Last week, each student in a first-grade classroom at Tuskegee Airman Global (TAG) Academy, a school on Atlanta’s Westside, received aerospace-themed boxes filled with books, activities, and interactive toys. The box contents included items provided by NASA, in their effort to inspire the kids in this Title I school to pursue an interest in space as a potential career.
The project is facilitated by Brown Toy Box, a STEAM-focused subscription toy box startup aimed specifically at children of color. The subscription service produces a wide array of boxes with themes like astronomy, coding, marine biology, and engineering, all including culturally-relevant products that empower kids to pursue careers in science and technology.
“The whole idea is to expose and introduce black children to high-paying careers and hobbies that they simply would not be exposed to,” says founder Terri-Nichelle Bradley, who has two decades of experience in multicultural marketing, mostly catering towards mothers and families of color.
Bradley explains that, growing up in St. Paul, Minnesota, there was not a high density of African-Americans for her to look to as role models. “It was really important to my mom that she had strongly-representative art and books and things around us that made us feel good about ourselves,” she says.
“As I became an adult and I had my own family, that was also very important to me — that my daughters had dolls that looked like them, that all of my kids were exposed to STEM in a way that they could say, I can see myself in that role. I can see myself as a scientist, as an artist, I can see myself as a lot of different things.”
For the first year, Bradley focused on the direct-to-consumer version of her boxes. Just as you might order a meal subscription box, families could receive a different themed box for their kids each month.
They have reached about a thousand customers for that side of the business, but Bradley had her sights set on a loftier goal.
“I have always known that the kids that probably could benefit from our boxes the most would be those that could afford it the least. The consumer boxes, those are more affluent, college-educated, higher disposable income families. But I want to make sure that there was no kid left behind,” she says.
Bradley focused her efforts on Title I schools, those with a large percentage of low-income students, and on cementing partnerships with organizations and corporations that could help bring boxes to these underserved areas. She reached out to NASA and found them eager to get onboard.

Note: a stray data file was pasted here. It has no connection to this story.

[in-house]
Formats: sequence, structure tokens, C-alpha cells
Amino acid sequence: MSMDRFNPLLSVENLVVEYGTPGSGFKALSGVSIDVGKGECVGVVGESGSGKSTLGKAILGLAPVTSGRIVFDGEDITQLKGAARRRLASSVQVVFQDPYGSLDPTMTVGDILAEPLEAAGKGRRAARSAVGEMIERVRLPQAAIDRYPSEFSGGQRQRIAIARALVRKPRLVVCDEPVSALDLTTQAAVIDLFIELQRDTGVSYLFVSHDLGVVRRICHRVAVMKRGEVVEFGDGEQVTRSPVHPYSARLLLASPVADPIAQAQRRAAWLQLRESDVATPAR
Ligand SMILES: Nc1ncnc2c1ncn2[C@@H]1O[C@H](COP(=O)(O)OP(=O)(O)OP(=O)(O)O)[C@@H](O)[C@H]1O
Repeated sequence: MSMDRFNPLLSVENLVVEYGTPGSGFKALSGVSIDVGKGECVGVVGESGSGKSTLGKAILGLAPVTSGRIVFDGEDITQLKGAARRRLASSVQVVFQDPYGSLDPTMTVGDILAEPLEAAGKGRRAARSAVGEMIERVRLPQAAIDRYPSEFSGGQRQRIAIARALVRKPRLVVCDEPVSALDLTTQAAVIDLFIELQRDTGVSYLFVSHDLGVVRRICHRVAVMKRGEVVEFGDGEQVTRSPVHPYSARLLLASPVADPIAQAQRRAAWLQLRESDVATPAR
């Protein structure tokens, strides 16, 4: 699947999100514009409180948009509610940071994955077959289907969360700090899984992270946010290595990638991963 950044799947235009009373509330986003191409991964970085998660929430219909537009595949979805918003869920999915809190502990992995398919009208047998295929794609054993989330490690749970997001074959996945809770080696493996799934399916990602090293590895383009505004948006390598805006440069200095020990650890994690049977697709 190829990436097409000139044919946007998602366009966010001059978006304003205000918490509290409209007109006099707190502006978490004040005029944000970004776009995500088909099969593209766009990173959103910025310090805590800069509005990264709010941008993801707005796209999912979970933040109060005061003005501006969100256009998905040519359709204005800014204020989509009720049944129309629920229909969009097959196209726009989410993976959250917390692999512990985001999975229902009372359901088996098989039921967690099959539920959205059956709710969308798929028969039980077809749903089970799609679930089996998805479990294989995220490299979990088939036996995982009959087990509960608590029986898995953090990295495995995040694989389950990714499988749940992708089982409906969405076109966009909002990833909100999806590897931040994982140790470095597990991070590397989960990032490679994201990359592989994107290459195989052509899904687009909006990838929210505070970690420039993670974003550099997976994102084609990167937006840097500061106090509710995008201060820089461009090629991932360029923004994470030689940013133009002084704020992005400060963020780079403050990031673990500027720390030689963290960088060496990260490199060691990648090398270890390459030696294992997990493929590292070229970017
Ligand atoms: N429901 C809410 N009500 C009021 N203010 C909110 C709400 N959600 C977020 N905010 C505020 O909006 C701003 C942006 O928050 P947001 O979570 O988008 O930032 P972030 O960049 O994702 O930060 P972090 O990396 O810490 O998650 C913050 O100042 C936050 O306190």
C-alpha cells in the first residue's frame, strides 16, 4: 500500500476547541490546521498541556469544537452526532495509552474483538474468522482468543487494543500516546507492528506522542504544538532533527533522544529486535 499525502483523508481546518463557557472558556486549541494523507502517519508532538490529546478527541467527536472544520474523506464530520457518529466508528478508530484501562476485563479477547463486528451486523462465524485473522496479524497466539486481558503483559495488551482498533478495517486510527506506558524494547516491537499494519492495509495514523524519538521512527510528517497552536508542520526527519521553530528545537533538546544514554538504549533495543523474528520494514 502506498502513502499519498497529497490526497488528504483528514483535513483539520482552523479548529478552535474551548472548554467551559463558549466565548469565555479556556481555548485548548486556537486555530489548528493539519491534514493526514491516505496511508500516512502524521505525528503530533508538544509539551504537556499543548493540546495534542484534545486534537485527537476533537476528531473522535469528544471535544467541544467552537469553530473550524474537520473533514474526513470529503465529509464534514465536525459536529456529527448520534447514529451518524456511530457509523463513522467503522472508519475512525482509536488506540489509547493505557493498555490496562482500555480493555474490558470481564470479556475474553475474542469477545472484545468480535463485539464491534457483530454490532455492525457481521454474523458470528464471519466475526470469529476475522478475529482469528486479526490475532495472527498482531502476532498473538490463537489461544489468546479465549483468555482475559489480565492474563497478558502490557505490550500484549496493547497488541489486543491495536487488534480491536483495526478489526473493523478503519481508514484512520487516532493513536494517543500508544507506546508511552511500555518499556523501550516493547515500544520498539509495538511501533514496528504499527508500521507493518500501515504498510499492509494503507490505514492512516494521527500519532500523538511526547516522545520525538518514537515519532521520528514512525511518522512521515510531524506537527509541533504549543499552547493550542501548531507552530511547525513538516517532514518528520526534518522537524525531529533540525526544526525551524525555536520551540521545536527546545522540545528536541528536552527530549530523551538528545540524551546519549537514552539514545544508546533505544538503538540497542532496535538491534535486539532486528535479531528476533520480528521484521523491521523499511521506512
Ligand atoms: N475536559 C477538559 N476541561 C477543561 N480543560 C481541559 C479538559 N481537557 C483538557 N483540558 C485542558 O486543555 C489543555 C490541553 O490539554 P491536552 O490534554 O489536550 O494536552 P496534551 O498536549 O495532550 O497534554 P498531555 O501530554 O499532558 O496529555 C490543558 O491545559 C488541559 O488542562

“[NASA] knows that the people who will be on the next frontier of exploration are still in school. They’re excited about trying to help us cultivate that and about having a space program that actually reflects the population of the United States,” she says.
This first NASA box, geared towards first graders, includes stickers, toys, and a book celebrating Catherine Johnson, the scientist whose life was chronicled in the film Hidden Figures.
“A key component of NASA’s mission is to inspire and cultivate the next generation of explorers, said Dwayne Brown, a NASA Senior Communications Officer for Science, in a statement. “The first footprint on Mars will be from a student in school today.”
Bradley says they will collect feedback and data from this pilot to inform the school program through the next school year. Within the next few months she hopes to scale the program to K-8th grade classrooms and at multiple schools in the Atlanta area, eventually expanding nationwide.
“We’re trying to get a lot of good metrics on how we can do this where it is the most effective for both the classroom teacher, as well as for the families.”
Brown Toy Box is a participant in both the 2018 Center for Civic Innovation (CCI) fellowship cohort as well as the City of Atlanta’s Women’s Entrepreneurship Initiative incubator. She’s self-funded the business and her team of four women thus far but is now seeking seed funding to scale the school program and get more boxes in the hands of students.
“One of the things that we hear a lot is, I didn’t know black people did that. Success to me is making sure that I never hear a black kid say, black people don’t do that,” says Bradley.